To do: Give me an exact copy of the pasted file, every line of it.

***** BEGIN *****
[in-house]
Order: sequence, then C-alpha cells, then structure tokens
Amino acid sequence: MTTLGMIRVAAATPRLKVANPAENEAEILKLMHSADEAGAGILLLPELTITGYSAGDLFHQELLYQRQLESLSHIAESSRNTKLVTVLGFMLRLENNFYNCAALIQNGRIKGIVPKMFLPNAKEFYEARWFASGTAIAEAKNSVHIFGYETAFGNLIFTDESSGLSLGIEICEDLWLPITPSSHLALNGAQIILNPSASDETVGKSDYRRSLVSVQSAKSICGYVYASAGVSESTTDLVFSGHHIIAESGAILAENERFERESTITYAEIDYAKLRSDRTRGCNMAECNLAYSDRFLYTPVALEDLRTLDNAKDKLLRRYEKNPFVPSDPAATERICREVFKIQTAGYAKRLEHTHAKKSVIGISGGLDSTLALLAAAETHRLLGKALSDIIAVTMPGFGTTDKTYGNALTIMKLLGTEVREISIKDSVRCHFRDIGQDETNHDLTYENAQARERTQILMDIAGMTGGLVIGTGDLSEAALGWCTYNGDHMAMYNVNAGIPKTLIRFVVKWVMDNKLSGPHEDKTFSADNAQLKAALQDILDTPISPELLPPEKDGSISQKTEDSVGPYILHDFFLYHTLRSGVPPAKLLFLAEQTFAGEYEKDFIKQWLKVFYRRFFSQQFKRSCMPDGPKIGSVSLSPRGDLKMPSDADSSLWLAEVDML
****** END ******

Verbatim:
[in-house]
Order: sequence, then C-alpha cells, then structure tokens
Amino acid sequence: MTTLGMIRVAAATPRLKVANPAENEAEILKLMHSADEAGAGILLLPELTITGYSAGDLFHQELLYQRQLESLSHIAESSRNTKLVTVLGFMLRLENNFYNCAALIQNGRIKGIVPKMFLPNAKEFYEARWFASGTAIAEAKNSVHIFGYETAFGNLIFTDESSGLSLGIEICEDLWLPITPSSHLALNGAQIILNPSASDETVGKSDYRRSLVSVQSAKSICGYVYASAGVSESTTDLVFSGHHIIAESGAILAENERFERESTITYAEIDYAKLRSDRTRGCNMAECNLAYSDRFLYTPVALEDLRTLDNAKDKLLRRYEKNPFVPSDPAATERICREVFKIQTAGYAKRLEHTHAKKSVIGISGGLDSTLALLAAAETHRLLGKALSDIIAVTMPGFGTTDKTYGNALTIMKLLGTEVREISIKDSVRCHFRDIGQDETNHDLTYENAQARERTQILMDIAGMTGGLVIGTGDLSEAALGWCTYNGDHMAMYNVNAGIPKTLIRFVVKWVMDNKLSGPHEDKTFSADNAQLKAALQDILDTPISPELLPPEKDGSISQKTEDSVGPYILHDFFLYHTLRSGVPPAKLLFLAEQTFAGEYEKDFIKQWLKVFYRRFFSQQFKRSCMPDGPKIGSVSLSPRGDLKMPSDADSSLWLAEVDML